Larry Larson doesn’t know only about engines, racing and winning-”he also knows how to build a race car business and then expand upon it.
Larson Race Cars in Oak Grove, Mo., is Larson’s original enterprise-”the doors have been wide open since 1997. But most recently Larson launched LRCRaceParts.com, an online store to complement his shop.
The mix works and Larson comes by his businesses passionately.
“The chassis shop (Larson Race Cars) does primarily Pro Mod and Pro Stock-style race cars, but is also involved with some of the smaller heads-up cars as well,” says Larson. “The majority of everything we do is 5-, 6-, 7- and 8-second cars. I got into this because I was a mechanic for 11 years and then went to work for a chassis shop in Topeka. I worked there for three years and then that shop closed and I picked up some of his customer base and started Larson Race Cars in 1997. I’ve always been into cars. I raced motocross in my 20s, and in the mid-late 1980s I got back into the car side of things.”
Then, just recently, came the online business.
“In late 2009 we developed a website,” he says. “We offer people not just parts, but package options. A lot of people offer parts, but we’re trying to offer some package options.”
Calling the site a “work in progress,” Larson believes he’s hit on a business model that will continue to strengthen and grow.
“We’re an authorized Ford Racing distributor,” he adds. “We’ve built three cars for one of our customers and supplied engine and transmission packages complete with EFI controls. We offer high-end packages so that the consumers can buy one thing as a complete kit and not have to go out and pick through everything themselves. They can buy a fuel system or an engine and put it in and know it’s right when it’s done.
“We don’t know of anyone doing the packages,” he continues. “It’s an area no one seemed to be looking at. For example, a dragster has a 5.4 modular in it and it’s a crate motor-”so we can furnish a customer with a brand-new engine along with an engine management system.”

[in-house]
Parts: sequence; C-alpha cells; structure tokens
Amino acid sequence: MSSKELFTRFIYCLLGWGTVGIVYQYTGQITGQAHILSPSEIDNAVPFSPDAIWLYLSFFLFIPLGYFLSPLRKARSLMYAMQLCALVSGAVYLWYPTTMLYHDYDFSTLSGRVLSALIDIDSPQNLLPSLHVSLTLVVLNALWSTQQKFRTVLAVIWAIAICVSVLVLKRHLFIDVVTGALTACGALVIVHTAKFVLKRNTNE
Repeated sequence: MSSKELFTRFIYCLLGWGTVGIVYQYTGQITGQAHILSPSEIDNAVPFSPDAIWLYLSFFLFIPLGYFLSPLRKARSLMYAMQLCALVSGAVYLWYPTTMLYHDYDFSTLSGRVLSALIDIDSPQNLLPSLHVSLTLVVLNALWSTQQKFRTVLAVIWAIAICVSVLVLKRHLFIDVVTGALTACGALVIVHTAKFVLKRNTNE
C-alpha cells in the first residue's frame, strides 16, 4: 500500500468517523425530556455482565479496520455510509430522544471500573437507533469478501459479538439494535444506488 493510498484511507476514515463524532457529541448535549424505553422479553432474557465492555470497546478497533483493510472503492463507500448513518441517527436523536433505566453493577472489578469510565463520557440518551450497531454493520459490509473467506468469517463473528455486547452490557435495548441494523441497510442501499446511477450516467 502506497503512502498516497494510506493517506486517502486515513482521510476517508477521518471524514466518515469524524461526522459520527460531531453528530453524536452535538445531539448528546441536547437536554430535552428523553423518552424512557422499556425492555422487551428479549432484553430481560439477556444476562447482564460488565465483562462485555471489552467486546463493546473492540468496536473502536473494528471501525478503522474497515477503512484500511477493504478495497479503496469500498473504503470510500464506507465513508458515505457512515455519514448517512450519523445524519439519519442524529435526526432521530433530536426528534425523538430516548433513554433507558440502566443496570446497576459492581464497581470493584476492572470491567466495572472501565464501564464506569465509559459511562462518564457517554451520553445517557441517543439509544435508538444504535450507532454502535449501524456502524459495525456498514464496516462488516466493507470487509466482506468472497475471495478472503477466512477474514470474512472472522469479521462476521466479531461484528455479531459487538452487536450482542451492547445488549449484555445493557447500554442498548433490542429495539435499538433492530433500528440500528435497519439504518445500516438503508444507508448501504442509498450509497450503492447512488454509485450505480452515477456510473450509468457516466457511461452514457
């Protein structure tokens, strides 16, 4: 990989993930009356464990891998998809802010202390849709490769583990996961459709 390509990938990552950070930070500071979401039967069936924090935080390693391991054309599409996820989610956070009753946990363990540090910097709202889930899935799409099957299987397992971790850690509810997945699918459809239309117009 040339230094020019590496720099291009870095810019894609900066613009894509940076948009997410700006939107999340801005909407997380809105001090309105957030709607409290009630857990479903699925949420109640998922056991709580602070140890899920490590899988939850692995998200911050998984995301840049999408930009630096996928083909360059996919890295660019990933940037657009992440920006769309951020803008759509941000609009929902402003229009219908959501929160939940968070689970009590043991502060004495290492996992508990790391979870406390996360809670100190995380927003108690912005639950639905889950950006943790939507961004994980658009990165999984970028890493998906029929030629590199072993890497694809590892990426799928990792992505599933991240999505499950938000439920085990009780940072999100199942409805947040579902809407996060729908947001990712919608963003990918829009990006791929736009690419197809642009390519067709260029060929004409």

It’s a plan that others believe will take off.
“Where Larry can hang his hat versus the competition is his experience and the guys on the phone,” notes Jesse Powell of fuel products manufacturer Aeromotive. “It’s not just a take-an-order deal. They can actually put together entire systems for you, ensuring perfectly matched components from multiple manufacturers, due to their extensive experience with drag racing and street performance. These guys are the real deal, and it’s served them very well to start.”
Larson Race Cars prefers to find customers the old-fashioned way-”through a solid reputation for offering quality, service and speed.
“It takes a while to build a presence on the Internet,” says Larson. “Like anything online, it takes awhile for Google to start bringing ‘Larson’ up. But with Larson Race Cars, most of our business comes from word-of-mouth over the years. Our reputation, plus some advertising we did in the Kansas City area, has us with customers in Arizona, Maryland, Texas and California. We’re pretty spread out across the country.
“We’ve also had some overseas calls,” he adds. “We haven’t done anything yet, but I think that’s going to happen.”
It’s certainly happening on the track. Larson recently won Hot Rod’s Drag Week, running 6.95 seconds at 209 mph in his own street car. It was the third straight victory for Larson, who has stormed into the Drag Week record books as the first to exceed 200 mph and first into the 6-second range.
“My personal car started as just something for me to do and enjoy when I wasn’t working or helping other customers. But as things progressed and Drag Week evolved, what once was just enjoyment has brought the shop work also by showcasing what can be done with the proper combinations of power, drive-ability and durability,” he says.
Larson works his race car magic in a modest but robust shop that is family-run. He also notes that a smaller workforce requires everyone at Larson Race Cars to act as a bit of a “jack of all trades.”
“We’re a 4,000-square-foot shop,” he says. “It’s me and three full-time employees, and my wife works here part-time. In a small shop like this, you’ve got to be able to do everything. It’s not big enough to specialize in one area. With just four of us here, everyone has to be able to weld and to fit to whatever’s required.”